Pillowtop mattresses can come in many different styles. They are characterized by the plush pillowtop cushion that is sewn into the top of the mattress and can be applied to innerspring, memory foam, latex or hybrid mattresses. When considering value, keep in mind that choosing a pillowtop mattress can mean a slightly lower than average life span. The pillowtop portion (especially traditional pillow tops) tend to be the first to go in terms of long-range performance. The soft, plush top layer can be supportive and comfortable, but when shopping for the best mattress for your money, that shorten lifespan is definitely something to think about.

Pillow top mattress example - 1.5" pillow top, 4" pocketed coils, 8" support coils

Pillow top mattress example – 1.5″ pillow top, 4″ pocketed coils, 8″ support coils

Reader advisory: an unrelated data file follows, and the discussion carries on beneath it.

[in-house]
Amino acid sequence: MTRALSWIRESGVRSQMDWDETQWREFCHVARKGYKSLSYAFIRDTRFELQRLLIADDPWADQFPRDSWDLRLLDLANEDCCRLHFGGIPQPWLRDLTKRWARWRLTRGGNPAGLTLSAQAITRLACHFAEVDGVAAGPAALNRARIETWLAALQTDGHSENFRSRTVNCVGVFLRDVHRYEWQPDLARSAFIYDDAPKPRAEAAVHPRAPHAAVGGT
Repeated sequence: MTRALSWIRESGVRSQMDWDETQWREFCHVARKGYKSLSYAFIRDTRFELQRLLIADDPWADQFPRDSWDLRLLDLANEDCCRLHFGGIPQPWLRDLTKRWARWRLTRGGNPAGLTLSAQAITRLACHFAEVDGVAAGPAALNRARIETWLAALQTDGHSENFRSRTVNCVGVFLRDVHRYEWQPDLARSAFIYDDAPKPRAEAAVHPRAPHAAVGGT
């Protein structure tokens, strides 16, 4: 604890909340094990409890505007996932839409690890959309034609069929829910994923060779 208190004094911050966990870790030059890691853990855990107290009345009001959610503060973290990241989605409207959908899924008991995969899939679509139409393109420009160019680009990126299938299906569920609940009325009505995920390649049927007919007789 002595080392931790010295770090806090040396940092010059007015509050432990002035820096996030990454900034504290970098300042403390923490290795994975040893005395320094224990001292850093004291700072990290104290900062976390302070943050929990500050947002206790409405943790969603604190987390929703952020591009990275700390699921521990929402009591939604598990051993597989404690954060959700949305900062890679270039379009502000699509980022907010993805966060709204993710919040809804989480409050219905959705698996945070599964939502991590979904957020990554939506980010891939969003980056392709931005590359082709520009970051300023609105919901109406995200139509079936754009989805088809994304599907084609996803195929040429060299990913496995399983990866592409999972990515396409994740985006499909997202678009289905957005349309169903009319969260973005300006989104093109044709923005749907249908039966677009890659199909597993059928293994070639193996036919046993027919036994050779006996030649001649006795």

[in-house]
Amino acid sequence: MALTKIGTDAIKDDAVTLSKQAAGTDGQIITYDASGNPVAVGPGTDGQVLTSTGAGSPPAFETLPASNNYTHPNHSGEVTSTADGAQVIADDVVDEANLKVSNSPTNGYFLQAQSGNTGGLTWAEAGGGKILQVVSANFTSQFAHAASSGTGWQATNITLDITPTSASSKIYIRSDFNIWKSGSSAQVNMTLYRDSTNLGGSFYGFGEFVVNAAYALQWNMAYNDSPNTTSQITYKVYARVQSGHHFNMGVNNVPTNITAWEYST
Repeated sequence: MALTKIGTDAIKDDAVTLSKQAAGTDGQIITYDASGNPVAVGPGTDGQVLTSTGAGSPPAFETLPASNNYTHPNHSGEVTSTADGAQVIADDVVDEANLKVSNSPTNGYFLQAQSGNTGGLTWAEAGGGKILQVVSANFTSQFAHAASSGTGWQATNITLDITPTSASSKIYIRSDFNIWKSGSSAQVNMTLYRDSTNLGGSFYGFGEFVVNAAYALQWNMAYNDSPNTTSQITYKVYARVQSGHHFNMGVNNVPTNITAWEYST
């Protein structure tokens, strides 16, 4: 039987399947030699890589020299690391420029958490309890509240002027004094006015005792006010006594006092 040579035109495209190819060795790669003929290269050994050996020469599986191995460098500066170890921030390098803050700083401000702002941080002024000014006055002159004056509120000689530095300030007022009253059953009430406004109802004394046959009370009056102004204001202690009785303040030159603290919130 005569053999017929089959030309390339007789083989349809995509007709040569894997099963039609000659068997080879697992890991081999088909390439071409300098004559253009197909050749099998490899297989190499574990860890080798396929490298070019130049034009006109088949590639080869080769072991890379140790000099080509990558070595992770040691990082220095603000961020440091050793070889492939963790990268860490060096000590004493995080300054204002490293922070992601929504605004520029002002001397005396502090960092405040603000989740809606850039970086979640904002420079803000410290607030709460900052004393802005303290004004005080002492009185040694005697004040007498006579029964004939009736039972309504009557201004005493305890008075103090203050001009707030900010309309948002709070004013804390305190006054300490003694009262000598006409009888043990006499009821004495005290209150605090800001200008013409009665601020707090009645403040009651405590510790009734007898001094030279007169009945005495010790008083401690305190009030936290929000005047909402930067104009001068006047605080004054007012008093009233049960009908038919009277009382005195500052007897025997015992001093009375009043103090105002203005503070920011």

What qualities should I look for in a great value mattress?

When you’re trying to identify the best mattress for your money, be sure to consider these three critical factors- layered construction, material longevity, and warranty.

When analyzing the construction, look for thick layers of material that will stand the test of time. Most of today’s top quality mattresses are around 10” thick or greater. Settling for something thinner may lead to problems like poor edge structure, sagging, and inadequate support while you sleep. While these types of mattresses may cost you less initially, their shorter lifespan will mean you must replace it sooner, costing you more in the long-run.

Material longevity is another important consideration. For instance, when shopping for foam mattresses, know your foam! There are layers of support foam, Avena foam, gel memory foam, latex foam, polyfoam, etc. The list goes on. Each foam has pros and cons- knowing the breakdown of these materials and how long they will last will help you make an informed decision about the value of a mattress. Check out my guide on how to choose a mattress, which goes in-depth on material types and the best scenarios for each choice.